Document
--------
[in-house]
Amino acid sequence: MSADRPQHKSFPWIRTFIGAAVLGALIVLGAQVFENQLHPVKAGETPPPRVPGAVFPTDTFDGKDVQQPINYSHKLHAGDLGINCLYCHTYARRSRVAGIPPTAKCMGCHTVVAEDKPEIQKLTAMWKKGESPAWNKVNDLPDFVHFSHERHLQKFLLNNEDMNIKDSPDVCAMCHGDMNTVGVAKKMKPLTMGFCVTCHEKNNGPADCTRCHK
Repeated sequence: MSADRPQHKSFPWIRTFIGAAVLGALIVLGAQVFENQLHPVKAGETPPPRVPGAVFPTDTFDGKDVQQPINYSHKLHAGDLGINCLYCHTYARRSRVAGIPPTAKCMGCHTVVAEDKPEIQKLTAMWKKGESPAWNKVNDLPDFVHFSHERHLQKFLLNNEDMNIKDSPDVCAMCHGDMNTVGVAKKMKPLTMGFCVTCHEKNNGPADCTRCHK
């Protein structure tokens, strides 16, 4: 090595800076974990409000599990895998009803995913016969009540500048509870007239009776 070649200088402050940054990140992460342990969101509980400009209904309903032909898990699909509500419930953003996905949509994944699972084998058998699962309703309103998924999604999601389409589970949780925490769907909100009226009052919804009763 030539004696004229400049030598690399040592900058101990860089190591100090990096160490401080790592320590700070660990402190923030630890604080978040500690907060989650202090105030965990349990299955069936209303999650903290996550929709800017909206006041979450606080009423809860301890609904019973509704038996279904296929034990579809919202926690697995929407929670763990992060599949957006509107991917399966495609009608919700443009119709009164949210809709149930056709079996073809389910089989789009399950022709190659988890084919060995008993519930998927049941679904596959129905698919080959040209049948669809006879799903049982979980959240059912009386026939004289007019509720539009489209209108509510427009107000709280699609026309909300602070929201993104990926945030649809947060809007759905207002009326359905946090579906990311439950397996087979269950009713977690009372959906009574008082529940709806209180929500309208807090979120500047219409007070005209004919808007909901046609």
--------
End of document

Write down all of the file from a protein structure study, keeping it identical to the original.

[in-house]
Amino acid sequence: MSADRPQHKSFPWIRTFIGAAVLGALIVLGAQVFENQLHPVKAGETPPPRVPGAVFPTDTFDGKDVQQPINYSHKLHAGDLGINCLYCHTYARRSRVAGIPPTAKCMGCHTVVAEDKPEIQKLTAMWKKGESPAWNKVNDLPDFVHFSHERHLQKFLLNNEDMNIKDSPDVCAMCHGDMNTVGVAKKMKPLTMGFCVTCHEKNNGPADCTRCHK
Repeated sequence: MSADRPQHKSFPWIRTFIGAAVLGALIVLGAQVFENQLHPVKAGETPPPRVPGAVFPTDTFDGKDVQQPINYSHKLHAGDLGINCLYCHTYARRSRVAGIPPTAKCMGCHTVVAEDKPEIQKLTAMWKKGESPAWNKVNDLPDFVHFSHERHLQKFLLNNEDMNIKDSPDVCAMCHGDMNTVGVAKKMKPLTMGFCVTCHEKNNGPADCTRCHK
């Protein structure tokens, strides 16, 4: 090595800076974990409000599990895998009803995913016969009540500048509870007239009776 070649200088402050940054990140992460342990969101509980400009209904309903032909898990699909509500419930953003996905949509994944699972084998058998699962309703309103998924999604999601389409589970949780925490769907909100009226009052919804009763 030539004696004229400049030598690399040592900058101990860089190591100090990096160490401080790592320590700070660990402190923030630890604080978040500690907060989650202090105030965990349990299955069936209303999650903290996550929709800017909206006041979450606080009423809860301890609904019973509704038996279904296929034990579809919202926690697995929407929670763990992060599949957006509107991917399966495609009608919700443009119709009164949210809709149930056709079996073809389910089989789009399950022709190659988890084919060995008993519930998927049941679904596959129905698919080959040209049948669809006879799903049982979980959240059912009386026939004289007019509720539009489209209108509510427009107000709280699609026309909300602070929201993104990926945030649809947060809007759905207002009326359905946090579906990311439950397996087979269950009713977690009372959906009574008082529940709806209180929500309208807090979120500047219409007070005209004919808007909901046609």